FITHIAN: The slate is pretty stable. We don’t see any more changes in the release schedule because of the pandemic. The effects of Covid were two: one was on customer willingness, the other one, the product — so even after consumers were willing to come back with Spider-Man: No Way Home, we missed movies in January and February because of delayed production schedules. Now consumers are ready to come back, and the movies are done, in the can, and ready to show. We have struggled to get product and to open safely. We are not like a restaurant, a local business that than can serve food as soon as it opens. We need to have everything open everywhere. We serve a global product that is all back now.
RIVKEN: The theatrical market is rebounding globally. Last year, the global box office was $21.3 billion, up 81% over 2020, and the U.S. and Canada box office more than doubled in that time frame, reaching $4.5 billion. While those numbers are still down from pre-pandemic levels, they suggest there’s still substantial room for growth. I think all studios and exhibitors should be optimistic about the future. Spider-Man: No Way Home was the third highest U.S. grossing box office film of all time. That trend continued in 2022 with The Batman securing the second highest U.S. box office since the start of the pandemic. Globally, films like Battle of Lake Changjin, Hi Mom, F9, and No Time to Die brought audiences to theaters in droves.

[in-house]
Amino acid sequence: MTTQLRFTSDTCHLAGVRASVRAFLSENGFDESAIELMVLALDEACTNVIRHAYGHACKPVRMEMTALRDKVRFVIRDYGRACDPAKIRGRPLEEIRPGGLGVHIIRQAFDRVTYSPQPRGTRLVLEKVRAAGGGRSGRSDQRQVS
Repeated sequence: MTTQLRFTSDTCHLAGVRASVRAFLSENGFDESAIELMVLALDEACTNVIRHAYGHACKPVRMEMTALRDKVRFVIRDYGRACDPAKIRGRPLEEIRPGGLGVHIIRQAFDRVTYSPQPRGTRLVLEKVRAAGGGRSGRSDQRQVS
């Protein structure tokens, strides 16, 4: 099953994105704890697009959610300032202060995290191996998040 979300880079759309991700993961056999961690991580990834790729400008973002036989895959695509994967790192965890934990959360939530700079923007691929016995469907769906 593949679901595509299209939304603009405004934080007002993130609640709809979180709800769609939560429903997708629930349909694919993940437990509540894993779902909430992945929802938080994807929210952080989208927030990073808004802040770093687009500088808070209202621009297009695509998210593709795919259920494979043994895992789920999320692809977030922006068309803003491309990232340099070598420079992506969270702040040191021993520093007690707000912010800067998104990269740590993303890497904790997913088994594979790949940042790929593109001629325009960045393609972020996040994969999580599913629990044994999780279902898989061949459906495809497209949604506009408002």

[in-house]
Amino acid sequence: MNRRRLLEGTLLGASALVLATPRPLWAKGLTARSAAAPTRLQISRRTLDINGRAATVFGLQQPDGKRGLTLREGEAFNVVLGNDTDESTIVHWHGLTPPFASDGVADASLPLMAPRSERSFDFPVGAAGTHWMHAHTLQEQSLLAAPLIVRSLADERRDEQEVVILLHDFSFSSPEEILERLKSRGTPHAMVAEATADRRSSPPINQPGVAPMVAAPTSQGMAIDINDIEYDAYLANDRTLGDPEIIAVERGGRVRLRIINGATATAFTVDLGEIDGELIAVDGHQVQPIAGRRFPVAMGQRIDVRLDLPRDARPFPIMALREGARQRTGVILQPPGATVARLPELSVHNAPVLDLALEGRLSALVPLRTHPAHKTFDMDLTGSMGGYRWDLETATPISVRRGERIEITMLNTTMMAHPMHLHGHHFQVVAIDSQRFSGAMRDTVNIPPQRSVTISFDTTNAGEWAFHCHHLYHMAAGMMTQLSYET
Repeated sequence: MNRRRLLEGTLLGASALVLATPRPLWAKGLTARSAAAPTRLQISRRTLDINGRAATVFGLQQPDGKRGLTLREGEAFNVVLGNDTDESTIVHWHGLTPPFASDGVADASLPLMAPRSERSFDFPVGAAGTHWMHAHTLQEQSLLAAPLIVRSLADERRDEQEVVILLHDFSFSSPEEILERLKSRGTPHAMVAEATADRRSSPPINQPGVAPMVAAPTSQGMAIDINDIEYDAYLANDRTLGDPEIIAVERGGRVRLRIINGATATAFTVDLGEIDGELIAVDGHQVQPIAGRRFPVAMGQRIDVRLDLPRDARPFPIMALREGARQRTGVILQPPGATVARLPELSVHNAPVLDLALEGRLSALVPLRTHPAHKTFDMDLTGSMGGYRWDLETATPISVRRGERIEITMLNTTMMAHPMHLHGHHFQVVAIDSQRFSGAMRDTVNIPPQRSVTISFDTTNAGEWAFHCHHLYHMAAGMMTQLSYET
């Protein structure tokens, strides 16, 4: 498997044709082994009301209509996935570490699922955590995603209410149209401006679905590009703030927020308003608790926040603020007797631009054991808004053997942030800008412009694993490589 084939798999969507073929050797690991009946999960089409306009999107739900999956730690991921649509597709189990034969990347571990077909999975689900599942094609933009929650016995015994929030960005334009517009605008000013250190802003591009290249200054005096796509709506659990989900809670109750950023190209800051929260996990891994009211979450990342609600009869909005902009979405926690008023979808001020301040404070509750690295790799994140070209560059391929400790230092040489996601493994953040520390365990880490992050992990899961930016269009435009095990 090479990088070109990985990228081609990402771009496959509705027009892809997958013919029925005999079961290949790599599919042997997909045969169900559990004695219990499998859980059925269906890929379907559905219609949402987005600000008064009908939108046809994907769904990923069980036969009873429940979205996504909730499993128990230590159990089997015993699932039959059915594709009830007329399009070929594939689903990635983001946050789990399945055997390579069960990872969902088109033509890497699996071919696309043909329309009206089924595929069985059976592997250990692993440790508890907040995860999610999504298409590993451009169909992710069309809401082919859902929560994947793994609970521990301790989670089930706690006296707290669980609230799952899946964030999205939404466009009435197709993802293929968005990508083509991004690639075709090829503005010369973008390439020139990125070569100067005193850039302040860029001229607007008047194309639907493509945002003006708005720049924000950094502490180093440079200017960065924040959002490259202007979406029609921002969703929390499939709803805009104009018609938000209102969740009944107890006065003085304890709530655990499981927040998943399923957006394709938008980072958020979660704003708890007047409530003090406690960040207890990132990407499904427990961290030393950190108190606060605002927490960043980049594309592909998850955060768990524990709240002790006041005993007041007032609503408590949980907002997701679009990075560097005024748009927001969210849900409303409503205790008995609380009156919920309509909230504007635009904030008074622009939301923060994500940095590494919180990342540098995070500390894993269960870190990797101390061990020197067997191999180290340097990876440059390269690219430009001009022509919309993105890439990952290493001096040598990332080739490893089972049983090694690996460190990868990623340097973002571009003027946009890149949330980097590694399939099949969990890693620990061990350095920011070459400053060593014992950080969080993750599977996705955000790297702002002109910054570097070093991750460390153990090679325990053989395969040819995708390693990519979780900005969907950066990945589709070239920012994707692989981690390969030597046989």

DEADLINE: Piracy. I know you’ll be speaking on that, could we have a preview?
RIVKIN: Piracy remains an existential threat to the creative community – full stop. It affects all of us – studios, exhibitors and consumers. But as I’ll say during my state of the industry address on Tuesday, the Motion Picture Association and our global anti-piracy coalition, the Alliance for Creativity and Entertainment (ACE) – has made great progress in combating the large-scale piracy operations that pose that threat. ACE is now a 24/7 service with a formidable global reach, capable of deploying response teams anywhere. We have taken down sites all over the world that offer thousands of films and TV offerings and receive millions of visits per month.
And we’re making progress – in North America, for example, from a high of 1,400 illegal websites and streaming subscription services in 2019, our antipiracy campaign has reduced that number to slightly more than 200. That number is still too high, but we are headed in the right direction. We are proud that Amazon and Apple are both members of ACE’s governing board, ensuring that they’re both integral partners in our fight against piracy.